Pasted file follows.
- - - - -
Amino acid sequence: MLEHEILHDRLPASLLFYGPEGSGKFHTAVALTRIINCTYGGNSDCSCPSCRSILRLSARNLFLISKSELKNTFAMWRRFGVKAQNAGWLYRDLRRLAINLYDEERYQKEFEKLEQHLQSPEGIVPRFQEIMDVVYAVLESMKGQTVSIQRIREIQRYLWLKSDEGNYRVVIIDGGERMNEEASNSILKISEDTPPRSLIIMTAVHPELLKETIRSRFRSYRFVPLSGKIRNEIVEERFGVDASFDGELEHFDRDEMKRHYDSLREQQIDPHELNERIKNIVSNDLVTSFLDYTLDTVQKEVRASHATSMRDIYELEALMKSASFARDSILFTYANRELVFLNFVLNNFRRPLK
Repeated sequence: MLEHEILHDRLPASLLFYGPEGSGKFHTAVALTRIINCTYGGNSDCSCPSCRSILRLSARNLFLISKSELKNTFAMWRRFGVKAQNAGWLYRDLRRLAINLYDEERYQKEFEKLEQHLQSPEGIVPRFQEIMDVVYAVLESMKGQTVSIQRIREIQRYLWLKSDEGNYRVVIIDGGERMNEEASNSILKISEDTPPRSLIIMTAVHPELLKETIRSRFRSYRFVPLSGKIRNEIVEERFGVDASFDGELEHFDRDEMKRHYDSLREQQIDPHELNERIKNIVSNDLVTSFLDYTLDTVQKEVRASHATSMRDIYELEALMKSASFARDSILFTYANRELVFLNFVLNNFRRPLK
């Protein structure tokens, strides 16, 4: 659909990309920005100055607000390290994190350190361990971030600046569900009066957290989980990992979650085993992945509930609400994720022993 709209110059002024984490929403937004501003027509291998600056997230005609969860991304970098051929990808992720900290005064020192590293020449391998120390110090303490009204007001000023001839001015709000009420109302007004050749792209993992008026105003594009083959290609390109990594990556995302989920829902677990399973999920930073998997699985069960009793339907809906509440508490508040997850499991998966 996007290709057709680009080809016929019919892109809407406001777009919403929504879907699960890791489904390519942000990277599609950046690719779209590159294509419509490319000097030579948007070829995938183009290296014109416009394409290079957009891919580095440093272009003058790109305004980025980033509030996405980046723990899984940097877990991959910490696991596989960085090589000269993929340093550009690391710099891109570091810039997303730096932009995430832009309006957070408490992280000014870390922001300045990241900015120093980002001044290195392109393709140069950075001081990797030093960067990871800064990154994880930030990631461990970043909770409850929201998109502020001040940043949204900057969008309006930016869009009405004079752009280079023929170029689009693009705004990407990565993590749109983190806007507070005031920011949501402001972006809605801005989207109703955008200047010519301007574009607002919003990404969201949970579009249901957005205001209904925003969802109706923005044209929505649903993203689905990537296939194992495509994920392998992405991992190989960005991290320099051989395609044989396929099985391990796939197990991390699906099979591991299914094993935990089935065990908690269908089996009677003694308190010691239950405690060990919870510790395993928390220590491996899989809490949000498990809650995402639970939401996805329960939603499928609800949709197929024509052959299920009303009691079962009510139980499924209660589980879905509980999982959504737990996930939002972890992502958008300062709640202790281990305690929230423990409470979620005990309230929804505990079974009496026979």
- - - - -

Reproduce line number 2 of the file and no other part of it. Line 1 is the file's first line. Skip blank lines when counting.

Repeated sequence: MLEHEILHDRLPASLLFYGPEGSGKFHTAVALTRIINCTYGGNSDCSCPSCRSILRLSARNLFLISKSELKNTFAMWRRFGVKAQNAGWLYRDLRRLAINLYDEERYQKEFEKLEQHLQSPEGIVPRFQEIMDVVYAVLESMKGQTVSIQRIREIQRYLWLKSDEGNYRVVIIDGGERMNEEASNSILKISEDTPPRSLIIMTAVHPELLKETIRSRFRSYRFVPLSGKIRNEIVEERFGVDASFDGELEHFDRDEMKRHYDSLREQQIDPHELNERIKNIVSNDLVTSFLDYTLDTVQKEVRASHATSMRDIYELEALMKSASFARDSILFTYANRELVFLNFVLNNFRRPLK